I’m sure that by now everyone has noticed that the ChemSpider homepage design changed just over a month ago. A few features moved around, the Molecules of Interest section was retired and perhaps most significantly the Search box was given a dose of CSID: 5791, becoming bigger and more prominent.

The reason for this wasn’t just to make the site more attractive (though I think it does look ‘prettier’). Our motivation for the change is to deliver a site that makes it easier for users to interact with and understand. And by doing so, hopefully make it quicker and simpler for you to get your tasks done using ChemSpider. The refresh of the homepage is hopefully illustrative of this: We think that as most users come to ChemSpider to search for information – it should be easy to get straight into a search, hence the greater emphasis on this feature.

In the next few days we will release another upgrade to the interface which is centered on making it easier to understand the data presented in the compound Record View pages. I’ll post a blog entry dealing with some of the key features in the next few days.

The development of ChemSpider is an ongoing process, and we are aware that even after this upgrade there will be aspects of the compound Record View pages that will need more work (and also other parts of the site that still need development). It’s not going to be easy: ChemSpider brings together a rich and varied set of data from a large number of sources – this poses many challenges. We also realise that there are many different tasks that each of you – as users – want to perform, and it is always going to be difficult to reconcile all of the different opinions/needs.

However, we are trying to make the site better for you. And therefore, we’d really like to know your opinions on the changes (please test new features for a few days first). We welcome your feedback on the redesign either in the form of blog comments or email feedback (chemspider-at-rsc.org).

Over the next week – keep your eyes peeled for the upgrade and my accompanying blog post which will endeavor to give you a good introduction to the new features.

Stumble it!

5 Responses to “The Changing Face of ChemSpider”

  1. James Swetnam says:

    The new homepage is beautiful. Please do keep up the excellent work.

  2. Mostafa Raji says:

    I hope that I can still in touch with chemspider to answer me about many questions related to my research

  3. Michel Guillaume says:

    I hadn’t noticed the change, but your whole platform is really nice to use.
    Here a couple of suggestions:
    1) It would be useful to be able to download directly a structure into chemical drawing softwares (ChemDoodle, ChemDraw,…)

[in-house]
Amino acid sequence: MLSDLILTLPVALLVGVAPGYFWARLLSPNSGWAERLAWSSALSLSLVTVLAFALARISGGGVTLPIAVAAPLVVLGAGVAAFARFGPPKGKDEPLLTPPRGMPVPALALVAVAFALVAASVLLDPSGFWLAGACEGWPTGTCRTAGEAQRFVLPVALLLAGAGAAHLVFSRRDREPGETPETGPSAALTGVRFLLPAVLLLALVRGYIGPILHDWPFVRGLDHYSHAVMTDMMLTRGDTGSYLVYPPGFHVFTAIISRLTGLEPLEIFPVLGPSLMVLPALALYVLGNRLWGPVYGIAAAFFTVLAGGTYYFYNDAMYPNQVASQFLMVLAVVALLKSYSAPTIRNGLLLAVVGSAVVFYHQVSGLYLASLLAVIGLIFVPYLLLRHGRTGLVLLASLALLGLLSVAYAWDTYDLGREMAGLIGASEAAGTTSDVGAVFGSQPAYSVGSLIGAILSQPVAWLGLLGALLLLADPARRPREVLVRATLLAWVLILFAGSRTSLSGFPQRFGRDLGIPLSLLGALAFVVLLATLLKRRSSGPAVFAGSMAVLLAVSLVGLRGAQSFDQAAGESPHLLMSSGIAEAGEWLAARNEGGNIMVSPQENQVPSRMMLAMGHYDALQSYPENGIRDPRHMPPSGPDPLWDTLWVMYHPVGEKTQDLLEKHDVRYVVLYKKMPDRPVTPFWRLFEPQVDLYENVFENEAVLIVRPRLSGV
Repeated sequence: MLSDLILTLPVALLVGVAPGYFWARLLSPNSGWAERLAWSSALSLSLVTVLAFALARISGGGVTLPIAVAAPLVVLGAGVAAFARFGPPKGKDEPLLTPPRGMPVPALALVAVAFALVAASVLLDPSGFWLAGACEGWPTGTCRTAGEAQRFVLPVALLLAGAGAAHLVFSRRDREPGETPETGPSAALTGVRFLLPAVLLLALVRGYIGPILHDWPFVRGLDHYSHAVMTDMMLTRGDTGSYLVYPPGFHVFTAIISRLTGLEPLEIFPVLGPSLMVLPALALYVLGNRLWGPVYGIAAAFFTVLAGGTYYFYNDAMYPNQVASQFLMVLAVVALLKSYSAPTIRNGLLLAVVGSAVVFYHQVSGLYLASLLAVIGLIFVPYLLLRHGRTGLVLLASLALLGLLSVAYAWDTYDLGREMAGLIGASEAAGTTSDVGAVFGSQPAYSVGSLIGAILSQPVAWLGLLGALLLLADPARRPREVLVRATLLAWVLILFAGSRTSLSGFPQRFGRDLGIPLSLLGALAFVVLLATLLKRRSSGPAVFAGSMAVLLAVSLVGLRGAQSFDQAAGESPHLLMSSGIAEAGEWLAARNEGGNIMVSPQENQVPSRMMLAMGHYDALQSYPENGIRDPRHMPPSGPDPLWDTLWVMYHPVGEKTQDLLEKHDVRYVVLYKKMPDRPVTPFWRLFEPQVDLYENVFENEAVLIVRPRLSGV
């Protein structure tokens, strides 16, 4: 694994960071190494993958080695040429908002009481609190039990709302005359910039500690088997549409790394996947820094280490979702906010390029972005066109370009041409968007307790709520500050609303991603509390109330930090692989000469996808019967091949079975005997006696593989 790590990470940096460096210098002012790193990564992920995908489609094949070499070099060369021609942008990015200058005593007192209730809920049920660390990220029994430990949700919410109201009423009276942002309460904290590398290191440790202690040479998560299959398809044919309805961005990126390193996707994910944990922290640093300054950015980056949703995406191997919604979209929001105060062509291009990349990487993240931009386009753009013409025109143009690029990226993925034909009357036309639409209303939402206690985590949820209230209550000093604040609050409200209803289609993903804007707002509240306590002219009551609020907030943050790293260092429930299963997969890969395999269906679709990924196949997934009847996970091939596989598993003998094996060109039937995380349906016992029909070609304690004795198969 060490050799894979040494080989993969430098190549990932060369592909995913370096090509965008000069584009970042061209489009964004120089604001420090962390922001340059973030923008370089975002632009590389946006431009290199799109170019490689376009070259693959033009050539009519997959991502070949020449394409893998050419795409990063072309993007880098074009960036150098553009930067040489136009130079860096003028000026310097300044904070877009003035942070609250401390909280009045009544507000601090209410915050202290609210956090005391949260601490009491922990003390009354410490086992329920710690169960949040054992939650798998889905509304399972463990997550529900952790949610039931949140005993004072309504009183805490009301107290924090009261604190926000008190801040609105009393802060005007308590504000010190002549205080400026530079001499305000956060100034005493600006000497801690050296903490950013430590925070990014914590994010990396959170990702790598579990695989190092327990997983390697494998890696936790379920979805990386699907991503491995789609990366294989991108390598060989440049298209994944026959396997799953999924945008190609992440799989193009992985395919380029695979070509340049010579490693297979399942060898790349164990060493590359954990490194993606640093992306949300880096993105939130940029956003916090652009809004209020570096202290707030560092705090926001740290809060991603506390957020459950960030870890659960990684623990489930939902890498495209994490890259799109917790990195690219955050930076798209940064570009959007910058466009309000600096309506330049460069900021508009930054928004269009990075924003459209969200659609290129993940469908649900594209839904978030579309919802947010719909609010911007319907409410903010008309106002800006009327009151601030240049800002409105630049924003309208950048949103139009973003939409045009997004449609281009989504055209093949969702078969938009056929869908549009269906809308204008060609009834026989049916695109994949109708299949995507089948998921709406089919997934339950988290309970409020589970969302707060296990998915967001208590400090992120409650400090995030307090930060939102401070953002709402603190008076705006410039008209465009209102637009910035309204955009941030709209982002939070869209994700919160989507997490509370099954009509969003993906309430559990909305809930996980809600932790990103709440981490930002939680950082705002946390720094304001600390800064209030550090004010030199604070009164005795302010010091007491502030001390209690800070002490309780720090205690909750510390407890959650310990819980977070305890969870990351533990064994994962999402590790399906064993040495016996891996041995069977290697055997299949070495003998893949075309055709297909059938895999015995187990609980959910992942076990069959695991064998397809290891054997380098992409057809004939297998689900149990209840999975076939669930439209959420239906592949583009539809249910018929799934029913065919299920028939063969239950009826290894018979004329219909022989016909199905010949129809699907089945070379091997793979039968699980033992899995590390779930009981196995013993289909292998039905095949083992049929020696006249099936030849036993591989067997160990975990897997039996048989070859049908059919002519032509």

2) Besides the current online application, a corresponding off-line version would be welcome: this would allow enterprises to store their chemical data internally, which is almost the only alternative to ensure full IP protection.
    N.B. As a matter of comparison, take the example of wordpress.com and wordpress.org

  4. David says:

    Hi Michel,

    Thanks for your post. To respond to your points:

    1. You can download structures right now. Under every structure in ChemSpider there are a number of options, one of which is to Save [the structure] as a mol file. If you click on this you can download the file to open in your favorite chemical structure editor. Depending on how you configure your web browser you can probably even get the browser to open your structure editor when you click on the Save button. for example, in Firefox I get asked if I want to save or open the file when I click on the Save button.

    2. As far as downloading the database goes – we don’t believe that this is a practical or useful thing for most users to do. The database has over 26 million entries and new compounds, spectra and links are added every day, and hundreds of curations are performed weekly. In the modern world static databases that are out of date as soon as they are downloaded don’t seem like the best tool.
    Where businesses are worried about IP protection we would suggest that they email us directly so that we can discuss their concerns, and look at ways of providing solutions tailored to their needs.

  5. Michel Guillaume says:

    Thanks for your kind answer. I didn’t mean to download the database content, but download the blank database and populate it (internally) with our own compounds.
    I am sure it could be a nice idea for the future.

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